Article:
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The tale What I Pawn, You Shall Redeem follows the adventures of Jackson Jackson, a homeless Indian man. The plot centers around the main character's fulfillment of a compelling goal: reclaiming his grandmother's regalia, which had been pawned for a thousand dollars. The author's decisions shed light on the main character's contradictory dispositions. An examination of Jackson Jackson and his journey provides a glimpse into the life of a man beleaguered by intellectual and emotional difficulties.
To begin with, Jackson Jackson is depicted as a generous person. Nonetheless, his generosity borders on the rash. Jackson’s generosity is manifested when he wins a hundred dollars and commits to share it with Mary. Despite Mary’s misgivings about the initiative, Jackson infers that the “it’s tribal. It’s an Indian thing. When you win, you’re supposed to share with your family” (Alexie). He is also generous with the little that he has when he decides to share his limited funds with the Indians inside the bar by agreeing to buy each one of them five drinks (Alexie). On his encounter with Aleut, Jackson takes it upon himself to bear the cost of the food that they consume at the Big Kitchen diner. Noting his noble act, the waitress addresses his noble act by posing “aren’t you the generous one” (Alexie).
Still, his generosity is also a reflection of the character’s impetuousness. Despite the fact that he needed money urgently to facilitate the acquisition of his grandmother’s regalia, his initiative is constantly derailed by his impetuous generosity. He insists on giving Mary a cut from the money won in the tickets regardless of the fact that he would need over 900 dollars the next day to acquire his grandmother’s regalia (Alexis). Additionally, he tips the waitress fifteen percent of the total costs he bears from the drinks with his friends. These two features of his character are contradictory and a mark of mental instability.
Jackson is a responsible character. The grandmother’s property at the pawn shop help to define this element of his character. His feelings of obligation inspire initiative and ingenuity in him as he seeks to retrieve the item from the pawnshop (Weinberger, 2003). The grandmother’s regalia in the story is very importance as it provides the framework through which his responsible, and equally irresponsible, character is inferred. As a responsible character, Jackson commits to retrieving his grandmother’s regalia at all cost. When Officer Williams suggests that Jackson commit his case to the police to allow for the retrieval of his property, he infers that “that’s not fair. The pawnbroker didn’t know it was stolen. And, besides, I’m on a mission here. I want to be a hero, you know? I want to win it back, like a knight.” (Alexie). Principally, the statement alludes to his commitment to going all the way in securing a regalia that was previously owned by his family and comprises a heritage of the family. Additionally, despite the loss of all his friends, Jackson continues to pursue his goal relentlessly. His sense of responsibility further takes him to the Real Change organization. On meeting the big boss, he reiterates his commitment to the acquisition of his grandmother’s regalia. When he is extended the police option, he determines that “I don’t want to do that. It’s a quest now. I need to win it back by myself” (Alexie). Still, he shows a reckless inclination when he allows his love for alcohol to threaten the sustainability of his goal. He constantly loses money and has to depend on handouts to sustain the possible manifestation of his dream.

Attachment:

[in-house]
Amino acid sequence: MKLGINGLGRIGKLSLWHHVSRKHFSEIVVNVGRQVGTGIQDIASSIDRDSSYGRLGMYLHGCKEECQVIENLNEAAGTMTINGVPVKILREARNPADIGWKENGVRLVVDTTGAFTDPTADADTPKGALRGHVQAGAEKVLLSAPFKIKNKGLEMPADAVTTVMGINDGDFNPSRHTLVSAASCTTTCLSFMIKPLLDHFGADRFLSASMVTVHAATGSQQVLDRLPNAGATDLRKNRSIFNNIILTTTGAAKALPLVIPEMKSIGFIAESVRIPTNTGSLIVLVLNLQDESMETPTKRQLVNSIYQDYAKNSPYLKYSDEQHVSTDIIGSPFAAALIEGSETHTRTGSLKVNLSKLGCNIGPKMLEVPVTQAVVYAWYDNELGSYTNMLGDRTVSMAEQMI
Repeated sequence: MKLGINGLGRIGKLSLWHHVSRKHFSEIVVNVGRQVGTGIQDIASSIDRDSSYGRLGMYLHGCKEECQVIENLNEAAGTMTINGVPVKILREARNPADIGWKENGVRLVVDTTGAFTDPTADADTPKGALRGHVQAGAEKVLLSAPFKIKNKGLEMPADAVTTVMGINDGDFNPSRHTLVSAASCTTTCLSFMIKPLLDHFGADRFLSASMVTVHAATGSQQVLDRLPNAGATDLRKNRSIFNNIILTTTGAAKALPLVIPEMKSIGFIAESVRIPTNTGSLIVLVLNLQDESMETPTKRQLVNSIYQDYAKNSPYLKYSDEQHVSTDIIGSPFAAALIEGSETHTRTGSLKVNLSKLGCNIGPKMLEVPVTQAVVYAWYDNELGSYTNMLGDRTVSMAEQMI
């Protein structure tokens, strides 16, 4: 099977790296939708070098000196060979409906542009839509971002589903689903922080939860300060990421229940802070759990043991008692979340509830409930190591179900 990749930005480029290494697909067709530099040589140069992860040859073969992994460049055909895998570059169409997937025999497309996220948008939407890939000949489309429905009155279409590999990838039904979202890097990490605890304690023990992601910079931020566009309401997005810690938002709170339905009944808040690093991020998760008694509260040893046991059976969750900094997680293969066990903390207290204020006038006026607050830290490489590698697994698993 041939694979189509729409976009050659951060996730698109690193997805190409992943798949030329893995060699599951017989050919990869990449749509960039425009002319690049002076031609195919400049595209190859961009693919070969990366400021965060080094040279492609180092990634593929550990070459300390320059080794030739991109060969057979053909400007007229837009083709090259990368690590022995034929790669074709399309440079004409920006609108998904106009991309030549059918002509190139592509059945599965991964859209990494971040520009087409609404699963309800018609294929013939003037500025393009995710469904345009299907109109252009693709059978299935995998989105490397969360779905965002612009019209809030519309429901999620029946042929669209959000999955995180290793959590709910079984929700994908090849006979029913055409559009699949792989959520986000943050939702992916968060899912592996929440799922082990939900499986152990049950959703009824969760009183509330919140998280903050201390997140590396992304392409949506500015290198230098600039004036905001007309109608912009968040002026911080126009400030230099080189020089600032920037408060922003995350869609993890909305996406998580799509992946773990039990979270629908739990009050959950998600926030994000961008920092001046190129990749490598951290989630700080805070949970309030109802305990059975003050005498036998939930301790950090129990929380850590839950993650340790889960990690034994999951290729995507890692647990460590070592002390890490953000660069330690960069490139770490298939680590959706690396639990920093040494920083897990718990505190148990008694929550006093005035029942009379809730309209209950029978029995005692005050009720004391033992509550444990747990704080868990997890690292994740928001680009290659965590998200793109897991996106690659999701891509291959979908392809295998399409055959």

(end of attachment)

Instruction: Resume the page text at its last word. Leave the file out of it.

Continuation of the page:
Despite the several challenges to his quest, Jackson succeeds in achieving his dream. He is allowed the regalia by the pawnshop owner. The culmination is surprising since Jackson irresponsibly spent his money in the knowledge that he need to save more to purchase the regalia from the pawnbroker. However, the initiative is not a reflection of his endurance and commitment but rather the generosity of those around him (Ramlochan, 2012). The characters around him only serve to reinforce Jackson’s irresponsibility. Their response to his quest is predicated on pity rather than respect for his desires. For instance, Officer Williams indicates that “I’m giving it to you because I believe in what you believe. I’m hoping, and I don’t know why I’m hoping it, but I hope you can turn thirty bucks into a thousand somehow” (Alexie). The cop is driven by sympathy rather than initiative when he chooses to extend some money to Jackson. The Aleuts further serve the purpose of reflecting on Jackson’s illusions. The waitress, Mary and the Indians at the bar act to display Jackson’s irrationality and an inability to control his desires.
Conclusively, Jackson provides a character who is beleaguered by psychological and emotional challenges. He is continuously reckless with money. Additionally, he partakes in the deliberate and incessant consumption of alcohol which threatens to derail his ability to secure back his grandmother’s regalia from his mother. The other characters in the novel act as mirrors through which Jackson’s instability can be inferred.
Alexie, S. (2003). What You Will Pawn, I will Redeem. The New Yorker. Retrieved from https://www.newyorker.com/magazine/2003/04/21/what-you-pawn-i-will-redeem
Ramlochan, S. (2012). “Story Sundays: “What You Pawn, I Will Redeem” by Sherman Alexie. Novel Niche. Retrieved from https://novelniche.net/2012/05/06/story-sundays-what-you-pawn-i-will-redeem-by-sherman-alexie/
Weinberger, E. (2003). Off the Reservation. The New York Times. Retrieved from http://www.nytimes.com/2003/06/15/books/off-the-reservation.html
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